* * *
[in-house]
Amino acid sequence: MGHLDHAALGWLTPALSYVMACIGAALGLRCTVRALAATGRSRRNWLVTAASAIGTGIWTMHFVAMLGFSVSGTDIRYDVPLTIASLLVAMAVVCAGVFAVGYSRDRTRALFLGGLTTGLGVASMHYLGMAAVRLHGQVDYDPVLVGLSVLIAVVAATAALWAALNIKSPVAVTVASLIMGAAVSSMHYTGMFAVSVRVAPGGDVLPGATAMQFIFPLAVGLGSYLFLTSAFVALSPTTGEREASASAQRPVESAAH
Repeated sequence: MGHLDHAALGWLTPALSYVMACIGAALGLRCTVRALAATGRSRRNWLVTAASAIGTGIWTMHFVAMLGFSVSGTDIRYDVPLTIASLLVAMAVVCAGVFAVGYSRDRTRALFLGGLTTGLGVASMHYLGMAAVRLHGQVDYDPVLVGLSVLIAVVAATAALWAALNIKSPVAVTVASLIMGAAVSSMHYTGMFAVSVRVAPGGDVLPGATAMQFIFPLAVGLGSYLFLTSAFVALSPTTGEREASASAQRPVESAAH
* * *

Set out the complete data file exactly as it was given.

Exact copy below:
[in-house]
Amino acid sequence: MGHLDHAALGWLTPALSYVMACIGAALGLRCTVRALAATGRSRRNWLVTAASAIGTGIWTMHFVAMLGFSVSGTDIRYDVPLTIASLLVAMAVVCAGVFAVGYSRDRTRALFLGGLTTGLGVASMHYLGMAAVRLHGQVDYDPVLVGLSVLIAVVAATAALWAALNIKSPVAVTVASLIMGAAVSSMHYTGMFAVSVRVAPGGDVLPGATAMQFIFPLAVGLGSYLFLTSAFVALSPTTGEREASASAQRPVESAAH
Repeated sequence: MGHLDHAALGWLTPALSYVMACIGAALGLRCTVRALAATGRSRRNWLVTAASAIGTGIWTMHFVAMLGFSVSGTDIRYDVPLTIASLLVAMAVVCAGVFAVGYSRDRTRALFLGGLTTGLGVASMHYLGMAAVRLHGQVDYDPVLVGLSVLIAVVAATAALWAALNIKSPVAVTVASLIMGAAVSSMHYTGMFAVSVRVAPGGDVLPGATAMQFIFPLAVGLGSYLFLTSAFVALSPTTGEREASASAQRPVESAAH